The Crown Estate Scotland leases the waters but the Local Authority issues the licence. Applications are responded to by our coastwatchers on a case by case basis. The key issues for us are safety and rights of navigation. There is a trend for there to be fewer but larger sites and for these to move into deeper and more tidal waters. The RYA position paper on aquaculture is based on Scottish experience.
Advice for recreational sailors
Fish farming makes an important contribution to local economies, particularly in remote areas. When well-planned, aquaculture has no adverse impact on recreational sailing and there can sometimes be benefits from sharing facilities.
If you sail in places where fish, shellfish or seaweed is farmed - such as the west coast of Scotland, the Northern Isles and Northern Ireland - you will find useful information below about identifying and sailing around the farms. Depending on where you sail you may encounter farms for salmon and other finned fish, mussels, oysters and even seaweed. As water quality is very important for shellfish farms, it is not considered good practice to empty sea toilets near them.
Fish farms are not always where you expect them to be as charts, even electronic ones, are not always up to date. New fish farm licences can be granted, old ones surrendered and existing farms can rotate their cages between different sites.
As a result, it is prudent to download and carry with you the Notices to Mariners giving chart updates for your cruising area. It is also important to be particularly alert in conditions of poor visibility as marker lights for the aquaculture farms may not always be lit.
Give farms a wide berth
Fish cage anchors tend to extend outwards beyond the cages themselves but are not generally a hazard. It is wise however to give the cages a generous berth, particularly when a workboat is present. In a few places a feed store on land is connected to the cages by pipes near the surface so it is best to avoid passing between cages and the shore unless you are certain there are no feed pipes obstructing your passage.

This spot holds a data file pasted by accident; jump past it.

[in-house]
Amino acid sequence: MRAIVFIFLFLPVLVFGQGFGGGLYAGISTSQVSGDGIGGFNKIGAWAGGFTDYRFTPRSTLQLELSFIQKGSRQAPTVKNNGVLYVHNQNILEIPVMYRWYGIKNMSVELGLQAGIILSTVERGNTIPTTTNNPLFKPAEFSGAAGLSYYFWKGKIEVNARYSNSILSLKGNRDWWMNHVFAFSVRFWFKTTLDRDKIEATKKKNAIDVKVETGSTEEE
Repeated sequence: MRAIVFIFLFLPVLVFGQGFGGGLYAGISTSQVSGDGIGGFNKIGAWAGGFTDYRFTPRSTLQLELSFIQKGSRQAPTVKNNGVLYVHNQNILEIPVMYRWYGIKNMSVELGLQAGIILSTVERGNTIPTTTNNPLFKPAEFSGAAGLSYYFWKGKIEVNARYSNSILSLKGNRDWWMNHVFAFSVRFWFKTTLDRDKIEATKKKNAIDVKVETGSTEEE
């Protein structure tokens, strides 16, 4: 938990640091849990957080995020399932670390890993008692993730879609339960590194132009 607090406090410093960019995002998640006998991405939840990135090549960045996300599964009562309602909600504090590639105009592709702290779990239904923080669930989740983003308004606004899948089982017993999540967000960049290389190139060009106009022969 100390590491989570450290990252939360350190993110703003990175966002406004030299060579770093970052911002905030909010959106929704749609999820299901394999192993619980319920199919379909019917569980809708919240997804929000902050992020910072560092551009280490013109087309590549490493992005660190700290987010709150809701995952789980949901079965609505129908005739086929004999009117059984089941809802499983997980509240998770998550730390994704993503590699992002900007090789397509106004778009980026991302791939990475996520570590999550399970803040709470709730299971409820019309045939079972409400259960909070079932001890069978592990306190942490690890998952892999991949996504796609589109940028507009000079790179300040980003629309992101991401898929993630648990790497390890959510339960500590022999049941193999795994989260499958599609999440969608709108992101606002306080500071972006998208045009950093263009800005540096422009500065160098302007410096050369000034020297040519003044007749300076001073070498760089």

Fish are generally brought to and taken away from fish farms in “well boats” which are small, fast and manoeuvrable coasters. Keep a good lookout even in remote sea lochs.
Mussel farms often consist of ropes suspended from a cable supported by large grey buoys (grey to reduce the visual impact for tourists) and as the mussels mature the buoys sink lower in the water. It is therefore inadvisable to try to sail through a mussel farm or between the buoys.
Dinghy cruisers and yachtsmen anchoring or coming ashore should note that there are a few oyster farms in shallow water and they may be unmarked. Hazards include steel cages (trestles) or steel rods just under the surface.
It is perfectly safe to sail in waters with aquaculture farms. Good seamanship, particularly with regard to keeping watch, is the key.
The Scottish Salmon Producers Organisation have also appealed for recreational water users to Respect The Buoys.
Please inform the RYA at firstname.lastname@example.org about problems you experience with aquaculture farms, particularly if they are not well marked or lit.
Dr G Russell
RYA Scotland Planning and Environment Officer
Last updated 1 May 2020